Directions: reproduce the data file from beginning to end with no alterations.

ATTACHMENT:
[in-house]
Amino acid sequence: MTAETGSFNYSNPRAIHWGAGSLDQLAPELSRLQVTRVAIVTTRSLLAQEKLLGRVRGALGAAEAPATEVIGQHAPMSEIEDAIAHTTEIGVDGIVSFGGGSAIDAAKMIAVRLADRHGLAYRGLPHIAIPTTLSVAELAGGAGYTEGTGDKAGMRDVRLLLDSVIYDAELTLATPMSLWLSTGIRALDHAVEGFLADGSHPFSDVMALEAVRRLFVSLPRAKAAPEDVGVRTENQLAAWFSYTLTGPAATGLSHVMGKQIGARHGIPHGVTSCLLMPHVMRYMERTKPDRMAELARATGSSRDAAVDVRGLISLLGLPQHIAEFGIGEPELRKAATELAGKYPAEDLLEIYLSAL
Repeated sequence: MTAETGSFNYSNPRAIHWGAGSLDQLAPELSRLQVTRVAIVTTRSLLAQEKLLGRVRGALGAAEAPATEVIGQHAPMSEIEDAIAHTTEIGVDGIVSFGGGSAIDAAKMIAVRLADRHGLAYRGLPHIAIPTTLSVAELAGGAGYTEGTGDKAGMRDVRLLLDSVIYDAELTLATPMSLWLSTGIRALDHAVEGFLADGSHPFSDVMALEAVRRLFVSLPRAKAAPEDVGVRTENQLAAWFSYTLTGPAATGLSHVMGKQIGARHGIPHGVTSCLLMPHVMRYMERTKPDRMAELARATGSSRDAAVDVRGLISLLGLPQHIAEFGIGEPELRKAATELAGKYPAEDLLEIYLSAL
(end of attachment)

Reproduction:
[in-house]
Amino acid sequence: MTAETGSFNYSNPRAIHWGAGSLDQLAPELSRLQVTRVAIVTTRSLLAQEKLLGRVRGALGAAEAPATEVIGQHAPMSEIEDAIAHTTEIGVDGIVSFGGGSAIDAAKMIAVRLADRHGLAYRGLPHIAIPTTLSVAELAGGAGYTEGTGDKAGMRDVRLLLDSVIYDAELTLATPMSLWLSTGIRALDHAVEGFLADGSHPFSDVMALEAVRRLFVSLPRAKAAPEDVGVRTENQLAAWFSYTLTGPAATGLSHVMGKQIGARHGIPHGVTSCLLMPHVMRYMERTKPDRMAELARATGSSRDAAVDVRGLISLLGLPQHIAEFGIGEPELRKAATELAGKYPAEDLLEIYLSAL
Repeated sequence: MTAETGSFNYSNPRAIHWGAGSLDQLAPELSRLQVTRVAIVTTRSLLAQEKLLGRVRGALGAAEAPATEVIGQHAPMSEIEDAIAHTTEIGVDGIVSFGGGSAIDAAKMIAVRLADRHGLAYRGLPHIAIPTTLSVAELAGGAGYTEGTGDKAGMRDVRLLLDSVIYDAELTLATPMSLWLSTGIRALDHAVEGFLADGSHPFSDVMALEAVRRLFVSLPRAKAAPEDVGVRTENQLAAWFSYTLTGPAATGLSHVMGKQIGARHGIPHGVTSCLLMPHVMRYMERTKPDRMAELARATGSSRDAAVDVRGLISLLGLPQHIAEFGIGEPELRKAATELAGKYPAEDLLEIYLSAL